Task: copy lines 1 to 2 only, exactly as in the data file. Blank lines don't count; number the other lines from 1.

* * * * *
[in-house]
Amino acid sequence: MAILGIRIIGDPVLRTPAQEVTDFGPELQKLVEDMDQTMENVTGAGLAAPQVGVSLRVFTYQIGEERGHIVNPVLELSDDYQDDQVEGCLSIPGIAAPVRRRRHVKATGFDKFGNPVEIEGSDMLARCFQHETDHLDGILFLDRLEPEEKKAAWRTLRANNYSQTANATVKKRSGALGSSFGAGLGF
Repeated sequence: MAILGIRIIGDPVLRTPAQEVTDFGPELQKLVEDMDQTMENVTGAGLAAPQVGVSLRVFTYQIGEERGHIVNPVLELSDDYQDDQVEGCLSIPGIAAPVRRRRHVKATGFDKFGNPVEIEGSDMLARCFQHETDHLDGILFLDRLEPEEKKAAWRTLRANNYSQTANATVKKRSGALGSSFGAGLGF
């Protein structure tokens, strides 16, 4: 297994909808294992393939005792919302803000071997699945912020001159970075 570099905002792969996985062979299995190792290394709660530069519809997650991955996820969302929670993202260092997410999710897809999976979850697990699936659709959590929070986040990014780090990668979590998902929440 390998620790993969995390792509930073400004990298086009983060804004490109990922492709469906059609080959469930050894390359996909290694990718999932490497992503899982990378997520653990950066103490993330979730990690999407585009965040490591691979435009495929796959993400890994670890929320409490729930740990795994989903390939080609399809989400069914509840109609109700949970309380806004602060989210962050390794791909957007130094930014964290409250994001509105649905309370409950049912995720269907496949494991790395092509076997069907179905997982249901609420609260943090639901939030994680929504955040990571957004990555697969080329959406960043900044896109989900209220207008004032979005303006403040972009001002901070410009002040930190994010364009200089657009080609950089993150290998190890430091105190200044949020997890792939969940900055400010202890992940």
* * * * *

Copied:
[in-house]
Amino acid sequence: MAILGIRIIGDPVLRTPAQEVTDFGPELQKLVEDMDQTMENVTGAGLAAPQVGVSLRVFTYQIGEERGHIVNPVLELSDDYQDDQVEGCLSIPGIAAPVRRRRHVKATGFDKFGNPVEIEGSDMLARCFQHETDHLDGILFLDRLEPEEKKAAWRTLRANNYSQTANATVKKRSGALGSSFGAGLGF